I’ve been very open and honest about my struggles. I still continue to be open about my struggles and although I am okay, it comes at a cost when I continue to find out yet even more about myself.
I’ve also been honest about and not hiding from the fact that until the age of 46 I didn’t know I had cerebral palsy, even though I had been diagnosed at 2. But instead of ignoring my issues, I look in the mirror every day. I shine the torch on myself and my symptoms, so that I can work out exactly what I deal with, using my experiences as a base line.
I have never stopped working things out, how I present through my neurological impairments. Through social media I have also been able to piece some of my symptoms together. By reading other people’s tweets and stories and finding out about their symptoms, I have been able to compare theirs with my own.
It doesn’t come as any great surprise then to learn then that through cerebral palsy I have co-occurring disorders (comorbidity) that form part of the original cerebral palsy diagnosis.
As a result of cerebral palsy and comorbidity, I have ASD (“Autism Spectrum Disorder”). As part of ASD I have other co-occurring disorders. Everything I have written to date in my blog form part of those, co-occurring disorders. This blog continues on.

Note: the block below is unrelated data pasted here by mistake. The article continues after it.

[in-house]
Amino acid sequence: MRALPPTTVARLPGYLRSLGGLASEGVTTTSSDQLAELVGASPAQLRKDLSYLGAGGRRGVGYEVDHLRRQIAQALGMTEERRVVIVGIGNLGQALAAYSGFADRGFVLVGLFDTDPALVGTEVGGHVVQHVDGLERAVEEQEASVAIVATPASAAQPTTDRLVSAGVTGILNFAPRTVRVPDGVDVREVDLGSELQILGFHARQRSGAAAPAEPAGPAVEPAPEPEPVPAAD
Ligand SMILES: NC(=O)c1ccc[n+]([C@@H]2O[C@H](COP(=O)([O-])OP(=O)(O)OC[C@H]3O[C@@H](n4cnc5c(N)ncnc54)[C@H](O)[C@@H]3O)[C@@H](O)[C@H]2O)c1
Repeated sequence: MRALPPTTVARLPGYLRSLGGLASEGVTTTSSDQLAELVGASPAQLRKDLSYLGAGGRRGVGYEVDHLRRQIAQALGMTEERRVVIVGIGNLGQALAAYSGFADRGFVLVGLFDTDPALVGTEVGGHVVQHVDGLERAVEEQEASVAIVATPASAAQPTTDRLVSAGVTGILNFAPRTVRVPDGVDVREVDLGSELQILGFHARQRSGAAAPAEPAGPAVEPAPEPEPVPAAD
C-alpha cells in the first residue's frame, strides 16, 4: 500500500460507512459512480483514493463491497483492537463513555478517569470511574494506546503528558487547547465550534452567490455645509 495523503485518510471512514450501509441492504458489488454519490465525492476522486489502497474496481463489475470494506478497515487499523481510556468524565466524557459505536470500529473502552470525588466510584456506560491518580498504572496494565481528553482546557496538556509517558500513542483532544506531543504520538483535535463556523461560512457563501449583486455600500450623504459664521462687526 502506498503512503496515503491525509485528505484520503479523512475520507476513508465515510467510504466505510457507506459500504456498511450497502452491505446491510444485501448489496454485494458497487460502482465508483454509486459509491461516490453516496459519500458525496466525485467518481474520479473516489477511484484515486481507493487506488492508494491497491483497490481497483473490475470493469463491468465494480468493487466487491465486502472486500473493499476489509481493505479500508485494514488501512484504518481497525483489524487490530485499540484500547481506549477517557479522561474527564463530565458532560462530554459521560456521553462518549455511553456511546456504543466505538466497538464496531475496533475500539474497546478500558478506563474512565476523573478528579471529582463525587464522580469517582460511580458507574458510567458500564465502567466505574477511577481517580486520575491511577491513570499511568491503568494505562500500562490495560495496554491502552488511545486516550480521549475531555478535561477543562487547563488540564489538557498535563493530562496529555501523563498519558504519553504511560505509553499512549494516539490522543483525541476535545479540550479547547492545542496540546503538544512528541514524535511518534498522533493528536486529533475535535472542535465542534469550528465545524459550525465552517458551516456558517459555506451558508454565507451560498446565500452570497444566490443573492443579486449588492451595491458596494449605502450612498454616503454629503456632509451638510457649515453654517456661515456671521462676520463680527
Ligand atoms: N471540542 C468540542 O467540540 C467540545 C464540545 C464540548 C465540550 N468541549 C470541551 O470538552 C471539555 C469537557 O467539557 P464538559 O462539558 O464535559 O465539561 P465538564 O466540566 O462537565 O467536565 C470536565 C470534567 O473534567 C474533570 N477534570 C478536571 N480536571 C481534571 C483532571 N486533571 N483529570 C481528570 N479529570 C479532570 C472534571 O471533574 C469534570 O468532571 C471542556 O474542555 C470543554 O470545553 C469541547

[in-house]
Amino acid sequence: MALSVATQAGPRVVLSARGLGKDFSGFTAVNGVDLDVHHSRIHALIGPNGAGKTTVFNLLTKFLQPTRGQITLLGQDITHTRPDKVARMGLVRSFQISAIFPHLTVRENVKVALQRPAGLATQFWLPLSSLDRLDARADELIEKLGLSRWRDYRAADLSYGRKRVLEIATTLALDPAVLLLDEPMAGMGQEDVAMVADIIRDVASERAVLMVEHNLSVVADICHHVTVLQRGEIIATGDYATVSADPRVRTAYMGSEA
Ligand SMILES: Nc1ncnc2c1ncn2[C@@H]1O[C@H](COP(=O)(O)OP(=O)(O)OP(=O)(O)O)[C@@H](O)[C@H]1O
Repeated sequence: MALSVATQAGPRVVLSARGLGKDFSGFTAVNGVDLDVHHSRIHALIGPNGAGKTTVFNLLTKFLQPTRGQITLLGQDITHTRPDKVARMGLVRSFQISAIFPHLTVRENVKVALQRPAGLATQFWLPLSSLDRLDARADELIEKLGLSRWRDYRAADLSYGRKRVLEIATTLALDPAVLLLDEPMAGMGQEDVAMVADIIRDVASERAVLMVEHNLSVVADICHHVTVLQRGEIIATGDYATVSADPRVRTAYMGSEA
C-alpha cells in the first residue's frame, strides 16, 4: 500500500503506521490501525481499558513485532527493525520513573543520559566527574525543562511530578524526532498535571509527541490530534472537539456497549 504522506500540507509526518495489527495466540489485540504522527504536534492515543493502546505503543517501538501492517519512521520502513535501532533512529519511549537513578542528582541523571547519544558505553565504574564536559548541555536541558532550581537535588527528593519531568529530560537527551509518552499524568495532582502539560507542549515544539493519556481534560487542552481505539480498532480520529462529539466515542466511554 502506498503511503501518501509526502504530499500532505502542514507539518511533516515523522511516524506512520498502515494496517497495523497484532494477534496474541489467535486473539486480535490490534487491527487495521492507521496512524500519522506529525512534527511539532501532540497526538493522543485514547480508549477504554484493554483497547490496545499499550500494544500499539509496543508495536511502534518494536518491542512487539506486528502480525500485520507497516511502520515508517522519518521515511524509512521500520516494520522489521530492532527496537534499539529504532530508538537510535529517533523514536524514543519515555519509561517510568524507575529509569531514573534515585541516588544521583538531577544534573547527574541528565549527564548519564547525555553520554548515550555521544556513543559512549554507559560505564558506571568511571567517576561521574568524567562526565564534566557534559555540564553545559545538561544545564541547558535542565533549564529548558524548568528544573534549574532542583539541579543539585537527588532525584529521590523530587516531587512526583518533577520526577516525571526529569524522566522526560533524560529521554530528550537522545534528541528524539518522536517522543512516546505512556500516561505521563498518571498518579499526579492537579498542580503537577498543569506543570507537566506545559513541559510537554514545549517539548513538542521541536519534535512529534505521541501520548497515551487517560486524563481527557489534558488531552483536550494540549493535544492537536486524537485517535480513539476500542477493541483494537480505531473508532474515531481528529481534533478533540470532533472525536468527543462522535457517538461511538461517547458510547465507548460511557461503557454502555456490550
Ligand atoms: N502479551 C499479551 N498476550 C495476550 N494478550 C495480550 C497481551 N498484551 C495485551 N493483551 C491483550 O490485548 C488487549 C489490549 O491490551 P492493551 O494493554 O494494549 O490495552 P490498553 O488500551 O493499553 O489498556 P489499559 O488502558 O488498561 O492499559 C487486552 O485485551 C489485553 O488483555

Comorbidity, “is the presence of one or more additional diseases or disorders co-occurring with a primary disease or disorder.” In my case cerebral palsy. “In the sense of the term, a comorbidity (plural comorbidity) is each additional disease or disorder. The additional disorder may be a behavioural or mental disorder.” – Wikipedia
A memory comes to mind. Having gone to see an orthotics specialist for problems with my walking, having seen me walk, he confirmed that he thought I had cerebral palsy. Although I felt slightly numb at being told he thought it was cerebral palsy, his diagnosis brought about a sense of peace for two minutes.
I finally had a name to something I knew nothing about and that felt easier. It felt like my life meant something. What his diagnosis did was bring a reason for my disability.
Years on and with 8+ years of more research behind me and now potentially a final piece to the jigsaw, it brings about explanations for my experiences. I have something more I can draw on that explains my behaviour traits ‘and me.’
In my next more personal blog, I will elaborate more on my ASD diagnosis and try to piece more of what that really means for me.